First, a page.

by Dennis Dalman – firstname.lastname@example.org
The “kindly” doctor would often bring the children candy and tell them delightful stories before operating on them, injecting them with germs, examining them like guinea pigs and – afterwards – killing many of them.
Eva Kor and her twin sister, Miriam, were lucky. They survived. In later years, Eva began to feel a sacred duty to remind people what happened 70 years ago in a camp called Auschwitz in Poland. She stunned and even angered many when, during a later trip to Auschwitz, she announced she had forgiven her Nazi tormentors.
Kor will talk about her life from 7-9 p.m. Thursday, Sept. 20 at Ritsche Auditorium at St. Cloud State University. Everyone is welcome to attend. The theme of her talk is “From Auschwitz to Forgiveness.”
Vicki Knickerbocker of Sartell, who has come to know Kor, is determined to share her story with her students. Knickerbocker teaches a course called “The Holocaust Through Multiple Lenses” at Inver Hills Community College in Inver Grove Heights. She has incorporated Kor’s hideous experiences and sorrowful memories into her classes as a way to get her students to feel the awful immediacy of the Holocaust, even though it happened decades ago.
Recently, Knickerbocker and others accompanied Kor on a tour of what is left of Auschwitz, the ruins of which are now preserved as a museum and a testament to the suffering of those who labored and died there.
“Eva is inspirational,” Knickerbocker said. “She is not a bitter woman, and she even has a great sense of humor.”
Knickerbocker has known Kor since 2008 when she came from her home in Indiana to speak at the Center for Holocaust and Genocide Studies at the University of Minnesota. Knickerbocker was outreach educator at that center from 2002-07. During her visit, Kor also spoke to students in Knickerbocker’s community-college class.
Kor and her sister were two of the twins who became human “guinea pigs” of the notorious Dr. Josef Mengele, a Nazi officer and doctor who operated a special section within the concentration camp of Auschwitz. The camp was one of many set up by German Nazis throughout eastern Europe during World War II. Such camps were designed as forced-labor camps for Jews and anyone else Hitler’s Third Reich designated as enemies of the state. In those camps, an estimated total of six million people (men, women and children) starved, died of disease or were exterminated in every manner, most commonly in gas chambers.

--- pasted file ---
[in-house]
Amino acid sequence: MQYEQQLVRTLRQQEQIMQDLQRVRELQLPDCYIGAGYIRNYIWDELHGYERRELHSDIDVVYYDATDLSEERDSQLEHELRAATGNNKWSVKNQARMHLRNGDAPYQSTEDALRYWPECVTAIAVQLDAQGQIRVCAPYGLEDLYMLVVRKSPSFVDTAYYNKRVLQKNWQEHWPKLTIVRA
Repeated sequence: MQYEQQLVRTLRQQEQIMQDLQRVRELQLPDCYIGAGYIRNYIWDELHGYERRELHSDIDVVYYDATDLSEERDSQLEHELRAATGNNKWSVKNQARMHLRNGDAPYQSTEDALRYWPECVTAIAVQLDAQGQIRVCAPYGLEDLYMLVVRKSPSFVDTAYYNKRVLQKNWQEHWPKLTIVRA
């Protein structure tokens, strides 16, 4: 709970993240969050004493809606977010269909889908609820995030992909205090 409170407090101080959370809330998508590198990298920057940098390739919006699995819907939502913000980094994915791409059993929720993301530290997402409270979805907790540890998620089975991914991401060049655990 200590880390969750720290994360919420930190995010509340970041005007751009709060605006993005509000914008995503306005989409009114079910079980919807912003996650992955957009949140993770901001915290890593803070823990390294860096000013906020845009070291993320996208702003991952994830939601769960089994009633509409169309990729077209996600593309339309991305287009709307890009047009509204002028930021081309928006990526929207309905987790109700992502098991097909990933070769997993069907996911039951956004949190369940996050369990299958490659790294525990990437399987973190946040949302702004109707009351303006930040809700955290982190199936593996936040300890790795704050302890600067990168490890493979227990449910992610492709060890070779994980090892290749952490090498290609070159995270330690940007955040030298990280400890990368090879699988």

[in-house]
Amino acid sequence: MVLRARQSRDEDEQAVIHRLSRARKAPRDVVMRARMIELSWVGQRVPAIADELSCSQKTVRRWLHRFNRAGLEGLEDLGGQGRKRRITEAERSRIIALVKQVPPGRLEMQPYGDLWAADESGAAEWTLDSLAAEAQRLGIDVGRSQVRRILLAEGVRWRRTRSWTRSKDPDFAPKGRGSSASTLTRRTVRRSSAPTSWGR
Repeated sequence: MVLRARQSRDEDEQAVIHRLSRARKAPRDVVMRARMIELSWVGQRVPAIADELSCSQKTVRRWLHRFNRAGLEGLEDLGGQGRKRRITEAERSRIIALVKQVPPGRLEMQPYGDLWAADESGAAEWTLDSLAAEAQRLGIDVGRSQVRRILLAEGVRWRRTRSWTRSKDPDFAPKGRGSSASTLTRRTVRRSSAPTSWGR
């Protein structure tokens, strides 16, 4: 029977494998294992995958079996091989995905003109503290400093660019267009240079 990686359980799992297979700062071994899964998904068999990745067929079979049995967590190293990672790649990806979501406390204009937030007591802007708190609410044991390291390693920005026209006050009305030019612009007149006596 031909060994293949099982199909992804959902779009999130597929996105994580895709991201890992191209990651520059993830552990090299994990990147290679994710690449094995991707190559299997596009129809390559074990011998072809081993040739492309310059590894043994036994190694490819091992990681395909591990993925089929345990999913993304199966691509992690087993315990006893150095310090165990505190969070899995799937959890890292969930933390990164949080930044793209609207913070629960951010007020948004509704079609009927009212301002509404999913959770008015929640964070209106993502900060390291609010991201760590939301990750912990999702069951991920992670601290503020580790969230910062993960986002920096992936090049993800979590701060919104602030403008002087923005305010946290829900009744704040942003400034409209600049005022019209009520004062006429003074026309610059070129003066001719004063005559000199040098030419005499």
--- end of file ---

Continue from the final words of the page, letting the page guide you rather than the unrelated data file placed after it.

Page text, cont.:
Deported from home
Eva (Mozes) Kor and her twin were born in 1934 in a little town in Romania. The only Jewish family in their village, the six members of the Mozes family were arrested one day by occupying Nazis and taken to a regional ghetto when Eva was 10 years old. Within weeks, they were transported by cattle car to the camp, located in occupied Poland, which was established and operated by Nazis under the regime of Adolf Hitler and by most accounts was the most horrible of Nazi death camps.
After a 70-hour packed train ride without food or water, the Mozes family, along with so many other deportees, arrived at the Auschwitz “selection platform,” where people were separated into groups – those to be saved for labor and those to be gassed immediately and then burned in crematoria.
As they gripped their mother’s hand, Eva and Mariam looked around for their father and two older sisters, who were gone, never to be seen again. When their mother was asked by a selection officer if the daughters were twins, the mother was quick to say yes, thinking their being twins might be a good thing in the eyes of the camp authorities. The girls were quickly snatched from their grief-stricken mother’s side, and that was the last time they saw her.